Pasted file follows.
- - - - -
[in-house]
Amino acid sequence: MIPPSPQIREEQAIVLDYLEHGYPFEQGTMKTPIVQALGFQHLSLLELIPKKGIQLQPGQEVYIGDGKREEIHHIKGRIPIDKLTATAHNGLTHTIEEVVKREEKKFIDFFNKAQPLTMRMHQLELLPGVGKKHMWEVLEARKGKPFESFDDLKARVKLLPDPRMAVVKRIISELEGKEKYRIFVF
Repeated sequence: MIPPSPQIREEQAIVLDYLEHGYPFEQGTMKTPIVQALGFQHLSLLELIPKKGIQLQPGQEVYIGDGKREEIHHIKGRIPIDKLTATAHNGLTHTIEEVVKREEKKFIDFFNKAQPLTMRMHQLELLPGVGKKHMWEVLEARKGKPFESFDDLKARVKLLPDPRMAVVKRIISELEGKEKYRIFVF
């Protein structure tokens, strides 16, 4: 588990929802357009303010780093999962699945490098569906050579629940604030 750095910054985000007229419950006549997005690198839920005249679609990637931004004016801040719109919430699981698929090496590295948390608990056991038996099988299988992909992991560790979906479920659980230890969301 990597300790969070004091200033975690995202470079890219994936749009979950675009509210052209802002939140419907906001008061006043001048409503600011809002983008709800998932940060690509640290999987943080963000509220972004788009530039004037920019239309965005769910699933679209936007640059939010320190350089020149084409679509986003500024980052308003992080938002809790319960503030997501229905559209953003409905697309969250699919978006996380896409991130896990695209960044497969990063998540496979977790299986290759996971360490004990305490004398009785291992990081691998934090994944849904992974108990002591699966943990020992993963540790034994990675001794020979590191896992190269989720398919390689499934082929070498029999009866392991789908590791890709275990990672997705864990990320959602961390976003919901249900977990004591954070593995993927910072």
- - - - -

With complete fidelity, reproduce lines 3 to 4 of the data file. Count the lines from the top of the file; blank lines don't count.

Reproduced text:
Repeated sequence: MIPPSPQIREEQAIVLDYLEHGYPFEQGTMKTPIVQALGFQHLSLLELIPKKGIQLQPGQEVYIGDGKREEIHHIKGRIPIDKLTATAHNGLTHTIEEVVKREEKKFIDFFNKAQPLTMRMHQLELLPGVGKKHMWEVLEARKGKPFESFDDLKARVKLLPDPRMAVVKRIISELEGKEKYRIFVF
């Protein structure tokens, strides 16, 4: 588990929802357009303010780093999962699945490098569906050579629940604030 750095910054985000007229419950006549997005690198839920005249679609990637931004004016801040719109919430699981698929090496590295948390608990056991038996099988299988992909992991560790979906479920659980230890969301 990597300790969070004091200033975690995202470079890219994936749009979950675009509210052209802002939140419907906001008061006043001048409503600011809002983008709800998932940060690509640290999987943080963000509220972004788009530039004037920019239309965005769910699933679209936007640059939010320190350089020149084409679509986003500024980052308003992080938002809790319960503030997501229905559209953003409905697309969250699919978006996380896409991130896990695209960044497969990063998540496979977790299986290759996971360490004990305490004398009785291992990081691998934090994944849904992974108990002591699966943990020992993963540790034994990675001794020979590191896992190269989720398919390689499934082929070498029999009866392991789908590791890709275990990672997705864990990320959602961390976003919901249900977990004591954070593995993927910072």